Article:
I used the recipe from Sebastien Noel's Paleo Recipe book. It calls for 1/2 cup of both olive & coconut oil, but I reduced the coconut oil to 1/4 & increased the olive oil to 3/4 as I wasn't sure how stiff it would get in the fridge. It is so creamy & tastes wonderful! I'll never go back to store-bought mayo again.

I might try the extra egg yolk in my blender again, it seems like it would be faster & less mess to clean up.

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I made mayo!! So happy! My first experience was a fail, so I am just thrilled that my second attempt was a success. Loved it on top of my burger last night.

The varying factors, egg was left out a longer period of time to get "more" to room temperature & I used a stick blender. I am using the Well Fed recipe.

I can see this being a staple in my fridge. The husband compared it to Hellmans, which I think is very rich tasting.

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I learned about the "light" olive oil being stretched with vegetable oil from a girl who made olive oil for a 4h project. I live in CA, where we have some awesome olive and oils...I did not know that most of the olive oil in fancy imported bottles were full of that stuff, until I tasted her local CA fresh pressed oil and now I am an olive oil snob. Local CA oils for me...which means I gotta find this avocado oil to make my mayo! :)

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Congrats Dervalc! Looks good. What oil did you use?

I bought some avocado oil but it was infused with lemon and the mayo turned out gross, way too lemon tasting for me. Next time I will have to make double sure I get the plain avocado oil! Green mayo does seem wrong though :D

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This may be a silly question, but does homemade mayo need to be refrigerated? I just always have, but a few friends have asked me to make them some, and I'm wondering if I can just drop it off at the gym for them or if it needs to be chilled.

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Emily asked about olive oil brands I trust... Whole Foods brands. My friends at Whole Foods tell me they make a real effort to insure that what's inside the bottle matches the label. My personal favorite (so far) is the 365 Organics Hojiblanca EVOO. An online source for good olive oil recommended by the book Extra Virginity is http://www.zingermans.com/. I have not done business with them yet, but I plan to eventually.

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I have tried a few methods with some expensive frustrating failures until I tried the method in "How to Cook Everything." The author describes the emulsion as egg yolk+oil+liquid rather than just egg yolk+oil. I tried it and... success! finally! Here are the basics in case you'd like to try this method...

1 egg yolk or whole egg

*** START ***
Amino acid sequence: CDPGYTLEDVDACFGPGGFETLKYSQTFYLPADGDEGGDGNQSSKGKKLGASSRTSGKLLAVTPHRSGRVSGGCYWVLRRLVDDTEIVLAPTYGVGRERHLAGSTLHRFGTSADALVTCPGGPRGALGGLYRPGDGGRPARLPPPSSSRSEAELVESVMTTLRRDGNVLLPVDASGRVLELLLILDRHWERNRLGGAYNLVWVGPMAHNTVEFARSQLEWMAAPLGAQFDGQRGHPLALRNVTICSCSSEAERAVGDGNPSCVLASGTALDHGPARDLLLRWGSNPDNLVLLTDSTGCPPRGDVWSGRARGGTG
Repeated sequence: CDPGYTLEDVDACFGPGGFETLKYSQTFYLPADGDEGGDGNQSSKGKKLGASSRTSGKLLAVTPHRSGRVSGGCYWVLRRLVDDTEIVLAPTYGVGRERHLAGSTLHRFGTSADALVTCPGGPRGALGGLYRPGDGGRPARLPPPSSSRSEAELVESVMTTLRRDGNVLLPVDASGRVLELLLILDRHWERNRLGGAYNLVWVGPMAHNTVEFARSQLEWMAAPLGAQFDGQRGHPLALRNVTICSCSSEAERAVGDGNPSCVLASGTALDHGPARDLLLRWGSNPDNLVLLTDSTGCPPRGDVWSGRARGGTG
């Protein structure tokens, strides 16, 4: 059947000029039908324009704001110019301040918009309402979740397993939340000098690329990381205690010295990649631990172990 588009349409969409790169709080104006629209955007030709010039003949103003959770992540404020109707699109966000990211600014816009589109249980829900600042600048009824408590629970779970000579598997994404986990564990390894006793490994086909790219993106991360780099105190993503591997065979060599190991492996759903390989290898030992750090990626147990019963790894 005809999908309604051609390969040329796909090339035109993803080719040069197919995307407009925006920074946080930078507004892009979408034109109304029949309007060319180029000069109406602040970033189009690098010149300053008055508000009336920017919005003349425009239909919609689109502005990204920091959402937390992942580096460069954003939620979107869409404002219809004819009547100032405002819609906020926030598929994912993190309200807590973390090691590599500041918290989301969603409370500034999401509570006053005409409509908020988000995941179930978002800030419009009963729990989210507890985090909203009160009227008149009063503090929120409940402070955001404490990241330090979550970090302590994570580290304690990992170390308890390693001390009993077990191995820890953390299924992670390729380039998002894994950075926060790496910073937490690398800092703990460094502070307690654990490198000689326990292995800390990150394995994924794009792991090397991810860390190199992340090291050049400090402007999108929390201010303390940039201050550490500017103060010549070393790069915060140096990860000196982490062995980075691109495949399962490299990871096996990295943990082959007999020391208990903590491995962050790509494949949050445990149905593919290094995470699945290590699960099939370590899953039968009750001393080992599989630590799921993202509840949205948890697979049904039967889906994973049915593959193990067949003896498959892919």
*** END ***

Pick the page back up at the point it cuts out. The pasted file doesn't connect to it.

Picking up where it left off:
salt (I used 1 t)

mustard powder (I used 1 t)

2 T lemon juice

1 c oil (can use up to 1 1/2 c)

Put egg yolk, salt, mustard powder, lemon juice, and 1/4 c oil in food processor and turn in on. While the food processor is running, drizzle the remaining oil into the food processor in a slow, steady stream. I used an empty picnic mustard bottle and took about 2 minutes to empty the bottle into the food processor. It came out perfect.

By the way... I have used my past failures in marinades, so don't just chuck it if it doesn't work. It should still be good for a week.

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Maddie, I make it that way too. I use some kind of acid, depending on what it's going in.

If it's going in lobster meat, I go with the lemon juice. Otherwise, it's some vinegar (red wine or apple cider)

ground mustard, acid and just the yolk have been my keys to success.

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Can you use a cake mixer? I tried making mayo with my single serve smoothie maker but it wouldn't thicken. I don't really want to buy a hand blender but if I can use cake mixer then I'll do it that way.

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I had a "mayo fail" the first time despite following the directions to the letter as written in Well Fed. I suspected that my blender was too high-powered for the task. The next try I used my mediocre blender - and voila! creamy, lovely, homemade mayo.

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I had a "mayo fail" the first time despite following the directions to the letter as written in Well Fed. I suspected that my blender was too high-powered for the task. The next try I used my mediocre blender - and voila! creamy, lovely, homemade mayo.

I think that is the probably I had. My bullet is only one speed. I'll try the cake mixer since you can use a slower speed.

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it turns out just fine in my ninja, which only has a single speed. if my ingredients are at room temperature, it works like a charm.